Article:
An abbreviation is a shortened form of a word or a phrase. It can also take the form of an acronym or an initialism. The 2001 edition of Gale’s Acronyms, Initialisms and Abbreviations Dictionary has 586,000 entries.
- When we ask for the meaning of abbreviations, acronyms or initials we use the following question: What does PDA stand for? – It stands for personal digital assistant;
- Abbreviations, etc. are usually written without full stops in British English (the UN; the BBC; Mr) but with periods in American English (U.N.; B.B.C.; Mr.);
- 1 Initialisms
- 2 Acronyms
- 3 Other forms of abbreviations
- 4 Common abbreviations and initials
- 5 Latin abbreviations
- 6 Miscellaneous
- 7 Footnote
- 8 See also
- 9 References
We usually say initial-letter abbreviations (initialisms) letter by letter. They are always written in capital letters: ADSL; BBC; CIA; DBMS; DJ; DNA; DVD; ECG; EU; FBI; HTML; ISO; MBA; NBA; NYSE; OK; PDA; SQL; SVGA; TFT; UK; UN; USA; etc.;
Other kinds of abbreviations, called acronyms, are pronounced as words: ANOVA; CAD (computer-aided design); dinks; EPO; FIFA; laser; NASA; NATO; nimbies; radar; UNESCO; WASPs; yuppies; etc.;
Upper or lower case
Except for initialisms (see above), abbreviations can be written in small letters (lower case) or as capitals (upper case). In the body of a text, acronyms especially, are sometimes written as names, i.e. the first letter is capital but not the rest: Aids; Nasa; Nasdaq; Nato; Unesco; etc.;
Use of "the"
We don’t usually use the in front of acronyms; UNESCO; NASA; (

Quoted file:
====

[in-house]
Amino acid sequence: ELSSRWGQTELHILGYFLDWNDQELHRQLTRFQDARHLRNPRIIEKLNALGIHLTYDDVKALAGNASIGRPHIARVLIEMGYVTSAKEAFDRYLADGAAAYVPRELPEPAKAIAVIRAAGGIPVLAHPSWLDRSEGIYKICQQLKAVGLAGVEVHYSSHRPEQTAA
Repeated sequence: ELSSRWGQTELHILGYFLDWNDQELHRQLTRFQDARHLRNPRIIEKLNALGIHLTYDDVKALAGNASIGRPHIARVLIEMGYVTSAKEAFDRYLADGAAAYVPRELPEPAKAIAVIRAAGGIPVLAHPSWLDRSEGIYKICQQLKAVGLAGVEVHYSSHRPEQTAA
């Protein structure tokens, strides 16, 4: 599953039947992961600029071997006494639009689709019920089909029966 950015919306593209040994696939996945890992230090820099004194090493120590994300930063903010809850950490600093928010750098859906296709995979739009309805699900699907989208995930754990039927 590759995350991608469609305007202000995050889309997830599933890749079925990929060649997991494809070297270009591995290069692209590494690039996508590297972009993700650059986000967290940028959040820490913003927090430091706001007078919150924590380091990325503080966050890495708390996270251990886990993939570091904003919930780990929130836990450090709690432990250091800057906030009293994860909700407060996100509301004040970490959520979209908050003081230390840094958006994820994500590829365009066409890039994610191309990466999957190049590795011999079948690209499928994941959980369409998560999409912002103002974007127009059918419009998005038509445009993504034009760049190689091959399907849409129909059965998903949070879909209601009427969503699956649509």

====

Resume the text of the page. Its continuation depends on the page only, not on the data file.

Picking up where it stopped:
the UNESCO); ( the NASA); but we do for intialisms: the BBC; the UN;
How we say it
In other cases, we write the abbreviations or initials but (nearly) always say the full words: Ave (avenue); B&B (bed and breakfast); c. (circa); C (Celsius or centigrade/carbon); Dept; Dr; E (east); etc. (et cetera); ft (foot, feet); HRH (His/Her Royal Highness); kg (kilos); lbs (pounds weight); Ltd; Mr; Ms (title for women); ms. (manuscript); N (north); Na (sodium); n/a (not applicable, not available); NE (Northeast); no. (number); NW (Northwest); NY (New York); pp. (pages); Prof (Professor); Rd (road); S (south); SE (Southeast); SFX (special effects); Sq.; Sr; St (street/saint); SUV (sport utility vehicle); SW (Southwest); UN (United Nations); Utd (united – used in names of football clubs); v.
Use of apostrophe
An apostrophe should not be used to show plurals. Apostrophes indicate possession. The plural of MP is MPs, not MP’s.
Other forms of abbreviations
We can mix small letters or capitals, abbreviations, initialisms, acronyms, numbers and even symbols to form rebuses: dB; CD-ROM; JPEG; kV; kWh; Mac-OS; Mb; MP3; P2P; W3C; WW2; 4WD; email@example.com; cul8r (texting: see you later);
Also known as clipped forms: ad/advert (advertisement); bra (brassière); bus (omnibus); Capt. (Captain); cello (violoncello); fax (facsimile); flu (influenza); fridge (refrigerator); gents (gentlemen’s toilets); gym (gymnasium); hippo (hippopotamus); phone (telephone); pop (popular music); pop. (population); pub (public house); rhino (rhinoceros); Xmas (Christmas); etc.;
Combining two words
blog (web log); brunch (breakfast & lunch); e-learning; e-mail; FORTRAN (formula translation); hi-fi (high fidelity); maglev (magnetic levitation); modem (modulator/demodulator); smog (smoke & fog); wi-fi (wireless fidelity), etc.;
Common abbreviations and initials